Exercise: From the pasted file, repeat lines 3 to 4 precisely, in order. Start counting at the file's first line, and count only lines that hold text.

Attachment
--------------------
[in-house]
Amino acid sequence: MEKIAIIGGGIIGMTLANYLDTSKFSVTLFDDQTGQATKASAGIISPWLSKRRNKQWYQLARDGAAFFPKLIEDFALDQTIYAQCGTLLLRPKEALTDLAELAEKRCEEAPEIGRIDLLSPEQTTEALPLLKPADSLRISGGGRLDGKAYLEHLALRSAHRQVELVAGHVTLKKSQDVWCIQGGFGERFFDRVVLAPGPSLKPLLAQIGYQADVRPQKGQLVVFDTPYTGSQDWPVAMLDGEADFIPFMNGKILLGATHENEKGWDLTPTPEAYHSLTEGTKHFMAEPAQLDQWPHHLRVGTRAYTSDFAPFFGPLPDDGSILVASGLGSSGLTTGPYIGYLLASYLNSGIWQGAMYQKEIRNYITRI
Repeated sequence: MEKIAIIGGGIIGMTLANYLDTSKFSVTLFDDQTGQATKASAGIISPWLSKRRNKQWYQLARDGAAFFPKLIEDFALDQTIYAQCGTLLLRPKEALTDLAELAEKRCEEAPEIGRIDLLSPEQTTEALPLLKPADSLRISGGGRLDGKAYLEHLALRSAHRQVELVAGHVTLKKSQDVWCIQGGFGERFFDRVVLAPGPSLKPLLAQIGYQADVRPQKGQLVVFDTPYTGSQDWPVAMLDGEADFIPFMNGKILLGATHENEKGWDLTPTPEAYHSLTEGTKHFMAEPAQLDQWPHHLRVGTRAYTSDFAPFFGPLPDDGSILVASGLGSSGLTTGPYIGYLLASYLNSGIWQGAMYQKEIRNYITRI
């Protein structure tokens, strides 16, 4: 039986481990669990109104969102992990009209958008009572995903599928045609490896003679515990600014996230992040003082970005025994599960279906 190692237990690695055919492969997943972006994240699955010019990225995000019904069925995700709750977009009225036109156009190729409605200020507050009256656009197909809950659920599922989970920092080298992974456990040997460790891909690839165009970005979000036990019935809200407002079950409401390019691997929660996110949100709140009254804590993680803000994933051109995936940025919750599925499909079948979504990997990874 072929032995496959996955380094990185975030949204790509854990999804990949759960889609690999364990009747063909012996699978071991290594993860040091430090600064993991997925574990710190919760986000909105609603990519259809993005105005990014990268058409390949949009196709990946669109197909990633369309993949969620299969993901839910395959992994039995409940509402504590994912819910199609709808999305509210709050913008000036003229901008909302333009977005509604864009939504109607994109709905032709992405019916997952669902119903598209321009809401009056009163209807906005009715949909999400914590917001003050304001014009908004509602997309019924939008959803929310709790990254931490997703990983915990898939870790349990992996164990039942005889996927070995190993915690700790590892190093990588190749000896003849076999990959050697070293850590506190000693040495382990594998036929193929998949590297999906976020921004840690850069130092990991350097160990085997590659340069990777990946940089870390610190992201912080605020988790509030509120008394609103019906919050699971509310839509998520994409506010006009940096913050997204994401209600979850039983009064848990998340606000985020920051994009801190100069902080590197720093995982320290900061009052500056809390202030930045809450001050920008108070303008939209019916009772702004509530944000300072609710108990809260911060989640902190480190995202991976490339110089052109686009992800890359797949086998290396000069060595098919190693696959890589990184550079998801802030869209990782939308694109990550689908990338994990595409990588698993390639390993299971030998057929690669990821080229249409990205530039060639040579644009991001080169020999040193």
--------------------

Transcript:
Repeated sequence: MEKIAIIGGGIIGMTLANYLDTSKFSVTLFDDQTGQATKASAGIISPWLSKRRNKQWYQLARDGAAFFPKLIEDFALDQTIYAQCGTLLLRPKEALTDLAELAEKRCEEAPEIGRIDLLSPEQTTEALPLLKPADSLRISGGGRLDGKAYLEHLALRSAHRQVELVAGHVTLKKSQDVWCIQGGFGERFFDRVVLAPGPSLKPLLAQIGYQADVRPQKGQLVVFDTPYTGSQDWPVAMLDGEADFIPFMNGKILLGATHENEKGWDLTPTPEAYHSLTEGTKHFMAEPAQLDQWPHHLRVGTRAYTSDFAPFFGPLPDDGSILVASGLGSSGLTTGPYIGYLLASYLNSGIWQGAMYQKEIRNYITRI
């Protein structure tokens, strides 16, 4: 039986481990669990109104969102992990009209958008009572995903599928045609490896003679515990600014996230992040003082970005025994599960279906 190692237990690695055919492969997943972006994240699955010019990225995000019904069925995700709750977009009225036109156009190729409605200020507050009256656009197909809950659920599922989970920092080298992974456990040997460790891909690839165009970005979000036990019935809200407002079950409401390019691997929660996110949100709140009254804590993680803000994933051109995936940025919750599925499909079948979504990997990874 072929032995496959996955380094990185975030949204790509854990999804990949759960889609690999364990009747063909012996699978071991290594993860040091430090600064993991997925574990710190919760986000909105609603990519259809993005105005990014990268058409390949949009196709990946669109197909990633369309993949969620299969993901839910395959992994039995409940509402504590994912819910199609709808999305509210709050913008000036003229901008909302333009977005509604864009939504109607994109709905032709992405019916997952669902119903598209321009809401009056009163209807906005009715949909999400914590917001003050304001014009908004509602997309019924939008959803929310709790990254931490997703990983915990898939870790349990992996164990039942005889996927070995190993915690700790590892190093990588190749000896003849076999990959050697070293850590506190000693040495382990594998036929193929998949590297999906976020921004840690850069130092990991350097160990085997590659340069990777990946940089870390610190992201912080605020988790509030509120008394609103019906919050699971509310839509998520994409506010006009940096913050997204994401209600979850039983009064848990998340606000985020920051994009801190100069902080590197720093995982320290900061009052500056809390202030930045809450001050920008108070303008939209019916009772702004509530944000300072609710108990809260911060989640902190480190995202991976490339110089052109686009992800890359797949086998290396000069060595098919190693696959890589990184550079998801802030869209990782939308694109990550689908990338994990595409990588698993390639390993299971030998057929690669990821080229249409990205530039060639040579644009991001080169020999040193």